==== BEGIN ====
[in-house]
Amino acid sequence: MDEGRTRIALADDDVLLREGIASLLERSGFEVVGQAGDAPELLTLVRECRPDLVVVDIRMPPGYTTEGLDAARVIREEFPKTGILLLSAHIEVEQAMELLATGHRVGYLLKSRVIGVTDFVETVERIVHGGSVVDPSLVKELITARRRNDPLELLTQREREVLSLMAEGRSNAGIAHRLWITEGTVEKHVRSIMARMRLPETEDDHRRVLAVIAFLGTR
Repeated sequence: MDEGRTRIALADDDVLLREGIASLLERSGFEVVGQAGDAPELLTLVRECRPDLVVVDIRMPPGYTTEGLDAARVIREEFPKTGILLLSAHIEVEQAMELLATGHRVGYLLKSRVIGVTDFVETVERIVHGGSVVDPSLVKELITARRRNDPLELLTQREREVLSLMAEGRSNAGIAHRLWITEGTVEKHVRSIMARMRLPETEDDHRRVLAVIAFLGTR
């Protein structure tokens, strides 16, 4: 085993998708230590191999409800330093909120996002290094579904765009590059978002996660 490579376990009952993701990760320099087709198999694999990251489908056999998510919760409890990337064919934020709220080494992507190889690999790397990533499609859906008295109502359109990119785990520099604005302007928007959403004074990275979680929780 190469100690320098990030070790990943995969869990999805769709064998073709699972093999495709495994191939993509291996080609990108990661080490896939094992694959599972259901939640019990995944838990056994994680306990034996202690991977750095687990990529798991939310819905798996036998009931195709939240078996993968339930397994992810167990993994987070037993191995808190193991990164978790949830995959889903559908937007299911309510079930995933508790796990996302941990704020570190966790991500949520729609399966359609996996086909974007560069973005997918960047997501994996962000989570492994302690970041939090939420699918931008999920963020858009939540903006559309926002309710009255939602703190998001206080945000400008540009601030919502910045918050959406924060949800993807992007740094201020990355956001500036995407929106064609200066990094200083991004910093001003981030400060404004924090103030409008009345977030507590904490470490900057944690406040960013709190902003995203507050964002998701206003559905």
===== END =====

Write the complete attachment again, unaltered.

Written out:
[in-house]
Amino acid sequence: MDEGRTRIALADDDVLLREGIASLLERSGFEVVGQAGDAPELLTLVRECRPDLVVVDIRMPPGYTTEGLDAARVIREEFPKTGILLLSAHIEVEQAMELLATGHRVGYLLKSRVIGVTDFVETVERIVHGGSVVDPSLVKELITARRRNDPLELLTQREREVLSLMAEGRSNAGIAHRLWITEGTVEKHVRSIMARMRLPETEDDHRRVLAVIAFLGTR
Repeated sequence: MDEGRTRIALADDDVLLREGIASLLERSGFEVVGQAGDAPELLTLVRECRPDLVVVDIRMPPGYTTEGLDAARVIREEFPKTGILLLSAHIEVEQAMELLATGHRVGYLLKSRVIGVTDFVETVERIVHGGSVVDPSLVKELITARRRNDPLELLTQREREVLSLMAEGRSNAGIAHRLWITEGTVEKHVRSIMARMRLPETEDDHRRVLAVIAFLGTR
């Protein structure tokens, strides 16, 4: 085993998708230590191999409800330093909120996002290094579904765009590059978002996660 490579376990009952993701990760320099087709198999694999990251489908056999998510919760409890990337064919934020709220080494992507190889690999790397990533499609859906008295109502359109990119785990520099604005302007928007959403004074990275979680929780 190469100690320098990030070790990943995969869990999805769709064998073709699972093999495709495994191939993509291996080609990108990661080490896939094992694959599972259901939640019990995944838990056994994680306990034996202690991977750095687990990529798991939310819905798996036998009931195709939240078996993968339930397994992810167990993994987070037993191995808190193991990164978790949830995959889903559908937007299911309510079930995933508790796990996302941990704020570190966790991500949520729609399966359609996996086909974007560069973005997918960047997501994996962000989570492994302690970041939090939420699918931008999920963020858009939540903006559309926002309710009255939602703190998001206080945000400008540009601030919502910045918050959406924060949800993807992007740094201020990355956001500036995407929106064609200066990094200083991004910093001003981030400060404004924090103030409008009345977030507590904490470490900057944690406040960013709190902003995203507050964002998701206003559905």